Saturday, May 29, 2010

The New Age of Natural Gas: New Record High Production in March for the World's #1 Producer

The Energy Information Administration released new data yesterday showing that natural gas production in the U.S. reached an all-time historical monthly high in March of 2.313 trillion cubic feet, breaking the previous record of 2.28 trillion cubic feet set in March of last year by almost 33 billion cubic feet (see graph).  

As I have reported previously, the U.S. is now the world's largest producer of natural gas, having surpassed Russia's production last year to become the new "Saudi Arabia of natural gas."  It's all because of a breakthrough in drilling technology, involving the use of three-dimensional seismic imaging and hydraulic fracturing of shale rock, so that huge amounts of natural gas are being produced in New York, Pennsylvania, Texas, Louisiana and other states.  In 2000, shale gas accounted for only about 1% of our natural gas supply, but now about 20% of gas comes from advanced shale drilling, and that breakthrough is responsible for boosting gas production to record high levels. 

The abundance of natural gas in the U.S. was completely unexpected as recently as seven years ago when Alan Greenspan in 2003 warned that shortages of natural gas could hurt the U.S. economy.  We're now in a new age of natural gas because of advanced technologies, and it's going to be a real game-changer. 

19 Comments:

At 5/29/2010 7:56 PM, Anonymous SuhrMesa said...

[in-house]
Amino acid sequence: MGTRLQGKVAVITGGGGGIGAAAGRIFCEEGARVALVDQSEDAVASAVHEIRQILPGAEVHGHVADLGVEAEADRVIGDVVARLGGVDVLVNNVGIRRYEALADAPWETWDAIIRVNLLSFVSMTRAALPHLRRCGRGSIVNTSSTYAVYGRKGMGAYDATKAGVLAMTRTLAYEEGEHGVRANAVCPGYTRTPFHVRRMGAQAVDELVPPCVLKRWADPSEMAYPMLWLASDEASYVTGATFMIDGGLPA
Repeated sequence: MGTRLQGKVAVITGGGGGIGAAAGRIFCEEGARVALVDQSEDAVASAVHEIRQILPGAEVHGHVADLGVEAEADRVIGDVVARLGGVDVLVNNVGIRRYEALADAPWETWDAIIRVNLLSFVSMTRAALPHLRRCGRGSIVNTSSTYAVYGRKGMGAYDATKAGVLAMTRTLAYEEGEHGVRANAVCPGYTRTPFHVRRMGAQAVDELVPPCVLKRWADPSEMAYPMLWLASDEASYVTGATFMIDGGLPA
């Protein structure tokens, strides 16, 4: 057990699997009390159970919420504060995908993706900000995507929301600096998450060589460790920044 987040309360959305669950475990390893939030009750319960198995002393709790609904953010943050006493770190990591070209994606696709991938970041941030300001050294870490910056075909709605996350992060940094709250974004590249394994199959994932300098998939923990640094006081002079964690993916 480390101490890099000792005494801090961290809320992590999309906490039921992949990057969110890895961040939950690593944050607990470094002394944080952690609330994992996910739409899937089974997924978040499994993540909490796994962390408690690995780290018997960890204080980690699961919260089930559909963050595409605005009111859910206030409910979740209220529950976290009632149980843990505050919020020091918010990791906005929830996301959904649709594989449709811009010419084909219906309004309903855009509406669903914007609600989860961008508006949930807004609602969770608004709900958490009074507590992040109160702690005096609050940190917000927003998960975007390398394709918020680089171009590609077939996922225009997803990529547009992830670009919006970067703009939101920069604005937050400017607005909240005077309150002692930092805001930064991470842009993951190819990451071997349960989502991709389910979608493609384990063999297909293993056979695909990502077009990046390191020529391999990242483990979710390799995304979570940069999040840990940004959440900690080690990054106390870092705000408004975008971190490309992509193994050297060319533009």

Obama, Al Gore and Left hate clean, abundant and cheap natural gas. This data makes them livid.

 
At 5/29/2010 11:30 PM, Anonymous Daniel said...

While I've been more negative about the long-term prospect of oil, US gas production has had different fortunes as of late. Shale gas has it's skeptics: they're hesitant about it's prospects based on economics and environmental factors. Wells have a very high depletion rate after the first year, too (on the flip side, producers almost never drill dry wells).

I don't work in the shale gas industry and therefore don't feel qualified to forecast it's long-term prospect. For the time being, at least on the surface, it appears that abundant sources of gas do exist.

If this truly pans out, be sure to thank George P. Mitchell.

 
At 5/30/2010 12:12 AM, Blogger PeakTrader said...

Even with technological advances, the aggregate cost of energy (e.g. oil, gas, wind, solar, etc.) may rise faster than income, because of "peak oil:"

Energy Expenditures as a Percent of Personal Income
Official Nebraska Government Website

2002 8.0%
2003 8.4%
2004 9.3%
2005 10.7%
2006 11.5%
2007 11.7%

Greater expenditures on alternative energy should increase energy costs faster than income.

 
At 5/30/2010 12:26 AM, Blogger PeakTrader said...

Peak oil, "Obamanomics," and worthless regulations are a poor combination for U.S. living standards.

 
At 5/30/2010 3:37 AM, Anonymous Anonymous said...

T Boone Pickens was able to basically skip the wind power part of his plan and go straight to trying to power vehicles on natural gas. The wind was intended to free up natural gas for vehicles and lower the price.

He still wants government money, but he at least isn't needing that huge power grid build out.

 
At 5/30/2010 8:25 AM, Blogger juandos said...

Hey PT are you shorting oil?

Personally I don't think that 'peak oil' is anything other than a marketing ploy right now...

Mind you its merely my guess...

Re: 'technological advances'

Have you seen this?

From the August, '09 of the Alaska Journal of Commerce: New technology aims to increase oil production

Gotta love that nano-tech if it works...:-)

 
At 5/30/2010 9:42 AM, Blogger PeakTrader said...

Juandos, when there were 100 million bison, in the Great Plains, it was easy to shoot one. Of course, it became more difficult as their populations dwindled.

It's possible we can create 100 million bison instantly. However, it's more likely to be a slow process. No, I wouldn't short oil.

 
At 5/30/2010 6:54 PM, Blogger VangelV said...

There are a few factors that are being missed by the optimists.